Stephens v. State, 914-88

Citation806 S.W.2d 812
Decision Date02 May 1990
Docket NumberNo. 914-88,914-88
PartiesHaron STEPHENS, Appellant, v. The STATE of Texas, Appellee.
CourtCourt of Appeals of Texas. Court of Criminal Appeals of Texas

Michael D. Byck, on appeal only, Lawrence B. Mitchell, on appeal only, Dallas, for appellant.

John Vance, Dist. Atty. and Pamela Sullivan Berdanier and Michael A. Klein, Asst. Dist. Attys., Dallas, Robert Huttash, State's Atty., Austin, for the State.

Before the court en banc.

Opinion on State's Petition for Discretionary Review

CAMPBELL, Judge.

Appellant was initially convicted by a jury of aggravated rape. 1 He was sentenced to twelve years' confinement in the Texas Department of Corrections. 2 On appeal, the Dallas Court of Appeals found the evidence insufficient to support the conviction and consequently reversed and ordered a judgment of acquittal. Stephens v. State, 683 S.W.2d 23 (Tex.App.--Dallas 1984) (Stephens I ). This Court affirmed the judgment of the Court of Appeals. Stephens v. State, 717 S.W.2d 338 (Tex.Cr.App.1986) (Stephens II ). 3

Subsequently, appellant was indicted for the offense of rape of the same victim arising out of the same incident. Appellant filed a pre-trial application for a writ of habeas corpus claiming that the prosecution for the lesser included offense of rape was barred by the Double Jeopardy Clause due to the previous appellate acquittal for aggravated rape [now aggravated sexual assault]. The trial court denied appellant's application for writ of habeas corpus. Subsequently, appellant filed a petition for discretionary review in the Dallas Court of Appeals.

In a published opinion, the Dallas Court of Appeals held that appellant's subsequent indictment for rape after the reversal of his prior aggravated rape conviction violated the Double Jeopardy Clause. Ex parte Stephens, 753 S.W.2d 208 (Tex.App.--Dallas 1988) (Stephens III ). We granted the State's petition for discretionary review to determine 4 whether appellate reversal of appellant's aggravated rape conviction solely on the ground that there was insufficient evidence to prove the aggravating element of the offense bars a subsequent prosecution for the lesser included offense of rape under the Double Jeopardy Clause. 5 We will affirm.

At the outset, it should be noted that the pretrial writ of habeas corpus is an appropriate remedy to review a double jeopardy claim. Ex parte Rathmell, 717 S.W.2d 33, 34 (Tex.Cr.App.1986). In Abney v. United States, 431 U.S. 651, 97 S.Ct. 2034, 52 L.Ed.2d 651 (1977), the Supreme Court observed that the preferred procedural vehicle for review of a double jeopardy claim was the writ of habeas corpus since:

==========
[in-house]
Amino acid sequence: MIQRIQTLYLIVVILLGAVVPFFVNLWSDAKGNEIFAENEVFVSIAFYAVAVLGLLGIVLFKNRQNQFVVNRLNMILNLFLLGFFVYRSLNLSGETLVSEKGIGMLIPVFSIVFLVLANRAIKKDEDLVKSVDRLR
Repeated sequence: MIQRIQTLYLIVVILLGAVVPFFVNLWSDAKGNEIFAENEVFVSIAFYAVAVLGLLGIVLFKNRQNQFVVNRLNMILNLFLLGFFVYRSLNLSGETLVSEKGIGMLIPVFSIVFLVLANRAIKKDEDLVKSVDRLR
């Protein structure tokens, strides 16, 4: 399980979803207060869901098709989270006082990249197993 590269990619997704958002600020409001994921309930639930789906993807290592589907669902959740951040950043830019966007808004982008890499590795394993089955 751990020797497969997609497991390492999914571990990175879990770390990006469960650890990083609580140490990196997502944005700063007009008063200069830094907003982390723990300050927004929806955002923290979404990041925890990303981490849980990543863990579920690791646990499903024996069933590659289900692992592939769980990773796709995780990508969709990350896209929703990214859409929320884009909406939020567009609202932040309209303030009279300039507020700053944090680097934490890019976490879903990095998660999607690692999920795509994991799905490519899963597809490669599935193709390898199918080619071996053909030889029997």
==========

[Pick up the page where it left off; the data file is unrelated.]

"[T]he rights conferred on a criminal accused by the Double Jeopardy Clause would be significantly undermined if appellate review of double jeopardy claims were postponed until after conviction and sentence. To be sure, the Double Jeopardy Clause protects against being twice convicted for the same crime, and that aspect of the right can be fully vindicated on appeal following final judgment, as the Government suggests. However, the Court has long recognized that the Double Jeopardy Clause protects an individual against more than being subjected to double punishments. It is a guarantee against being twice put to trial for the same offense."

431 U.S. at 660-61, 97 S.Ct. at 2040-41 (emphasis in original).

The prohibition against double jeopardy is found in the Fifth Amendment to the United States Constitution. A similar provision may be found in Art. I, § 14 of the Texas Constitution. The Fifth Amendment prohibition against double jeopardy is fully applicable to the States through the Fourteenth Amendment. Benton v. Maryland, 395 U.S. 784, 787, 89 S.Ct. 2056, 2062, 23 L.Ed.2d 707 (1969). Conceptually, the State and Federal double jeopardy provisions are identical. Phillips v. State, 787 S.W.2d 391, 393 n. 2 (Tex.Cr.App.1990).

As one commentator has observed, few provisions of the Bill of Rights have been more frequently litigated, but the mere volume of activity has not cast much light upon the meaning of the concept of double jeopardy. J. Sigler, Double Jeopardy: The Development of a Legal and Social Policy (1969). Its hoary antecedents have been traced from Greek and Roman times to its establishment in the common law in England before becoming a part of this Nation's jurisprudence. Benton v. Maryland, 395 U.S. 784, 795, 89 S.Ct. 2056, 2063, 23 L.Ed.2d 707 (1969); see also Ex parte Rathmell, 717 S.W.2d 33 (Tex.Cr.App.1986) (Teague, J., concurring and dissenting). "While the Clause itself simply states that no person shall 'be subject for the same offense to be twice put in jeopardy of life or limb' the decisional law in the area is a veritable Sargasso Sea which could not fail to challenge the most intrepid judicial navigator." 6 Albernaz v. United States, 450 U.S. 333, 343, 101 S.Ct. 1137, 1144, 67 L.Ed.2d 275 (1981). With these observations, it is necessary to emphasize what our analysis does or does not involve.